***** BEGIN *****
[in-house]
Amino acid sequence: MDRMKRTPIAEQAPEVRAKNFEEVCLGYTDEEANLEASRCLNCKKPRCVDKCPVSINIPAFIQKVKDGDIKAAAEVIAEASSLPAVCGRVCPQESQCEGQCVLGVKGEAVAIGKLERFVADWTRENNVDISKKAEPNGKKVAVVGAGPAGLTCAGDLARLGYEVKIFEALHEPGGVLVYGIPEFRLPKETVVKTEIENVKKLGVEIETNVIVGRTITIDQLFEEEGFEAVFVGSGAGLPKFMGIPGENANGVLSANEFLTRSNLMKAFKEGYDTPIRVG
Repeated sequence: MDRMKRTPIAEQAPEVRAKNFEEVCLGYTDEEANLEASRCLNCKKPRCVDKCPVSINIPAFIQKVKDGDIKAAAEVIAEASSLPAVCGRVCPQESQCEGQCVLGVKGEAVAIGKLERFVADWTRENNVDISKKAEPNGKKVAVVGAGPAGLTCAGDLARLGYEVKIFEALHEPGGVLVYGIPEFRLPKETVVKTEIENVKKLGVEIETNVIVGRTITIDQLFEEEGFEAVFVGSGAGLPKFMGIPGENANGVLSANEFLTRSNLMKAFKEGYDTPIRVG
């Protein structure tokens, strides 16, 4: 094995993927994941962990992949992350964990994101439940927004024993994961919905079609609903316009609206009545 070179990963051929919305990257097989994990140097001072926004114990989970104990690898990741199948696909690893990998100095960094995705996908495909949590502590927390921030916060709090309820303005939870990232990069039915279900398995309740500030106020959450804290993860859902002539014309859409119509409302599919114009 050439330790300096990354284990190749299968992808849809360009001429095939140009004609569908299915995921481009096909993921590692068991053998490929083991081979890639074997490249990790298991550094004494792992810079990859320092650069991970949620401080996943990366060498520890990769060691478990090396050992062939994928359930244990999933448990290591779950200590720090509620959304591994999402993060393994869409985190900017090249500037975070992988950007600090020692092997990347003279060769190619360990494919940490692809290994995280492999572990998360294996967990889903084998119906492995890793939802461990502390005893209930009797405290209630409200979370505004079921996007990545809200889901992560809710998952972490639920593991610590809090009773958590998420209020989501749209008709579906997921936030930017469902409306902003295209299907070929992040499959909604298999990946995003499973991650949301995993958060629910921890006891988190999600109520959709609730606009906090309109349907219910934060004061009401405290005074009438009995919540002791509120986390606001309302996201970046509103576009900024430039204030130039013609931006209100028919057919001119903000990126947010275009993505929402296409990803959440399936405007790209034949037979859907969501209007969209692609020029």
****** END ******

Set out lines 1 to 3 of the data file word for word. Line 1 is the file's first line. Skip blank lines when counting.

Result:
[in-house]
Amino acid sequence: MDRMKRTPIAEQAPEVRAKNFEEVCLGYTDEEANLEASRCLNCKKPRCVDKCPVSINIPAFIQKVKDGDIKAAAEVIAEASSLPAVCGRVCPQESQCEGQCVLGVKGEAVAIGKLERFVADWTRENNVDISKKAEPNGKKVAVVGAGPAGLTCAGDLARLGYEVKIFEALHEPGGVLVYGIPEFRLPKETVVKTEIENVKKLGVEIETNVIVGRTITIDQLFEEEGFEAVFVGSGAGLPKFMGIPGENANGVLSANEFLTRSNLMKAFKEGYDTPIRVG
Repeated sequence: MDRMKRTPIAEQAPEVRAKNFEEVCLGYTDEEANLEASRCLNCKKPRCVDKCPVSINIPAFIQKVKDGDIKAAAEVIAEASSLPAVCGRVCPQESQCEGQCVLGVKGEAVAIGKLERFVADWTRENNVDISKKAEPNGKKVAVVGAGPAGLTCAGDLARLGYEVKIFEALHEPGGVLVYGIPEFRLPKETVVKTEIENVKKLGVEIETNVIVGRTITIDQLFEEEGFEAVFVGSGAGLPKFMGIPGENANGVLSANEFLTRSNLMKAFKEGYDTPIRVG